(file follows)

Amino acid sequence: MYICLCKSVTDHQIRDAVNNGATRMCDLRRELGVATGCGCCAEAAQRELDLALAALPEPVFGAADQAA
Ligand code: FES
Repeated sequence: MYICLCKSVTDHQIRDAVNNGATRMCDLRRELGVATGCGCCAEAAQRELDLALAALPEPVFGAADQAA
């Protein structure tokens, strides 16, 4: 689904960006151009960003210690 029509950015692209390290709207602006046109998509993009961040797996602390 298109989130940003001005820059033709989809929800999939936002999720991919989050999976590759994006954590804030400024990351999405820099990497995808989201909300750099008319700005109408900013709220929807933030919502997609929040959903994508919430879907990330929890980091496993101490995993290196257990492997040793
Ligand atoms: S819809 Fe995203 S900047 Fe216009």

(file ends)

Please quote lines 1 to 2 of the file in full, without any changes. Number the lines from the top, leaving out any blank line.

Amino acid sequence: MYICLCKSVTDHQIRDAVNNGATRMCDLRRELGVATGCGCCAEAAQRELDLALAALPEPVFGAADQAA
Ligand code: FES